Turning – a poem

Turning

the leaf waves goodbye,

carrying away the old,

new pages bring hope

 

This is my entry for this weeks Haiku Poetry Challenge of LEAF and Tote.

There are details in the prompt on how to write a Haiku.

Enter your email address to subscribe to this blog and receive notifications of new posts by email.

© 2014-2022-  Ronovan Hester Copyright reserved. The author asserts his moral and legal rights over this work.

Ronovan Writes #Weekly #Haiku #Poetry Prompt #Challenge 408 LEAF and Tote.

Useful Links for Synonyms at Thesaurus.com:

LEAF

Tote

To know how many syllables in a particular word try HowManySyllables.com.



An updated How to Write Haiku in English. that has just a little more detail and for knowledge and perhaps craft. And how to do a Pingback.

 

The Guidelines:

  1. Take the two words and write a Haiku. I use Haiku in English (the link shows you how) as my style, which is 5 syllables for the first line, 7 for the second, and 5 for the third, but you can use what you like.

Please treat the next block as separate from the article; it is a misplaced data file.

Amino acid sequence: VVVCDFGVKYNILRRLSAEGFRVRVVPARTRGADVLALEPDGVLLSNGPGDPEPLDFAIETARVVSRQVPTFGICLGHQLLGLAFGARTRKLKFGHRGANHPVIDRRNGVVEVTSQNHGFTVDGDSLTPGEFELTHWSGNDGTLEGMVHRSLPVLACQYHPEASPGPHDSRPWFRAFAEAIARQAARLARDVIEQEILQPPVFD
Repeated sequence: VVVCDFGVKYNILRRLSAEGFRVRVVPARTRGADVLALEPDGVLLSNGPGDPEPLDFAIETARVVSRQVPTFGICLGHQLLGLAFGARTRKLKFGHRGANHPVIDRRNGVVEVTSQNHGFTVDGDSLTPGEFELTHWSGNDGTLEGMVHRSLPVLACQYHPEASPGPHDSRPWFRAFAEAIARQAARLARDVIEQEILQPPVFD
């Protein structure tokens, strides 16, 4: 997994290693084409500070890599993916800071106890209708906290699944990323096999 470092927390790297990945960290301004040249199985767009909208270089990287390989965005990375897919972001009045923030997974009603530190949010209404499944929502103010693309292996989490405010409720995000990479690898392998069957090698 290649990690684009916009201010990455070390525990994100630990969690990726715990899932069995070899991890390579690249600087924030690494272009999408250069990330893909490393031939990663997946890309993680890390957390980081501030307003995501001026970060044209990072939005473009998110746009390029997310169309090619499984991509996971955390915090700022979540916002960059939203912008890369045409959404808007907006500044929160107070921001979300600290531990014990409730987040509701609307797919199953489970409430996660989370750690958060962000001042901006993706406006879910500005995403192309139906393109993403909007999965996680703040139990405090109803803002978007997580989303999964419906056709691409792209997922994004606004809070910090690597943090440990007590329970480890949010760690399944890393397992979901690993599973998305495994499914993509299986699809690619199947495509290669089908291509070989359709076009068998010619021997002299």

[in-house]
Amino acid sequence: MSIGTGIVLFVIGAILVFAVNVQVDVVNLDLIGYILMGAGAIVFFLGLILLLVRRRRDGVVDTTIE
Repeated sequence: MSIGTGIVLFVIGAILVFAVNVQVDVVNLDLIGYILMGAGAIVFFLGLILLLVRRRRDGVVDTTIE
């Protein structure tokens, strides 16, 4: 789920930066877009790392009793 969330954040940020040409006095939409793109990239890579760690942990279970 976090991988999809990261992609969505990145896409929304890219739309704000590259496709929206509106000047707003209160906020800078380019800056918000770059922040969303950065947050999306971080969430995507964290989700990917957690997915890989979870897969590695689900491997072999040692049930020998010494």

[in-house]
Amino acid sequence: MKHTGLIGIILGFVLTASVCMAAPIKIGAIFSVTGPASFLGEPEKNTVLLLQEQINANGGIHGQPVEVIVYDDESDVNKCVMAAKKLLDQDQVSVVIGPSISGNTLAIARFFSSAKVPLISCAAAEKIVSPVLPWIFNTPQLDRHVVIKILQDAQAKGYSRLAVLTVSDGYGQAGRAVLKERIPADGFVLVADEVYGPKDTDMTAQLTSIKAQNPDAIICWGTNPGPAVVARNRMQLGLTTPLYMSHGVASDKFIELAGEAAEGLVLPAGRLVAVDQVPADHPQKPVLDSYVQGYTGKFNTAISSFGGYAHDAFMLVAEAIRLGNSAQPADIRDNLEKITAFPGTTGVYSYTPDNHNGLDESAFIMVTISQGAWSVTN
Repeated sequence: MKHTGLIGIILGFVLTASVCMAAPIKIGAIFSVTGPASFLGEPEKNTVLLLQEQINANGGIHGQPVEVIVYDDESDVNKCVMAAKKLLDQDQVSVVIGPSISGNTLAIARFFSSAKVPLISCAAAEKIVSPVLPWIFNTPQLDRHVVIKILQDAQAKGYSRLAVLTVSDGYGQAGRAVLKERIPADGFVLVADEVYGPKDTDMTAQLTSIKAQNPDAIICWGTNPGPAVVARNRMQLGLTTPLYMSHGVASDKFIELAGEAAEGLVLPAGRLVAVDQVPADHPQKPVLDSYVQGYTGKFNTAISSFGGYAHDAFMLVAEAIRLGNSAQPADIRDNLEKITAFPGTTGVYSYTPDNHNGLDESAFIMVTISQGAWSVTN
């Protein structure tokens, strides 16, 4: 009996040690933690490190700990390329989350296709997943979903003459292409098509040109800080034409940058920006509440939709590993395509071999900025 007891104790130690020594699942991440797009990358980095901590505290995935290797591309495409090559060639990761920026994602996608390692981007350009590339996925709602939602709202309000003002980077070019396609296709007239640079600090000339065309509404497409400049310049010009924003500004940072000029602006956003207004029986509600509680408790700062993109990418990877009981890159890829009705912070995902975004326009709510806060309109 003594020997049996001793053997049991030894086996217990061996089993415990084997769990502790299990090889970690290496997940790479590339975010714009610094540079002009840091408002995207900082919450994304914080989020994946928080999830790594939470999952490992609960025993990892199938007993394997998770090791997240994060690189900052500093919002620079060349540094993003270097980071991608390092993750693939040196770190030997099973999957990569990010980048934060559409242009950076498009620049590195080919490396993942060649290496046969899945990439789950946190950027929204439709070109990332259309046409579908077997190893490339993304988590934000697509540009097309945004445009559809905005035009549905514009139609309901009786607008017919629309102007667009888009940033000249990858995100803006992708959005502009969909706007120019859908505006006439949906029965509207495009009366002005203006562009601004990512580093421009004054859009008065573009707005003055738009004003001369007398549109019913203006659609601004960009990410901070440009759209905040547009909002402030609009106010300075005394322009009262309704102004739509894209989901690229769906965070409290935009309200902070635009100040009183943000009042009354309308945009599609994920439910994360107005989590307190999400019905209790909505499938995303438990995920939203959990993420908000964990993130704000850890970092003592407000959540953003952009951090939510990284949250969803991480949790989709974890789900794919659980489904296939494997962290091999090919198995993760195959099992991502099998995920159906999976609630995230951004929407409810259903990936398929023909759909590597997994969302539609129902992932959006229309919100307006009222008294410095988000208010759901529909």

• The link above has links on how to write Haibun and Tanka. You can also do the 3/5/3 form if you like instead of the 5/7/5 that I usually use. Write, share, and have fun. For syllable help,
    • For syllables for each word, and different definitions, you use the definition that works for you Haiku. You can also use SYNONYMS. Go to Thesaurus.com for synonym help.
  2. Copy the link of your finished haiku URL and paste in a comment below so we can all go and visit your Haiku.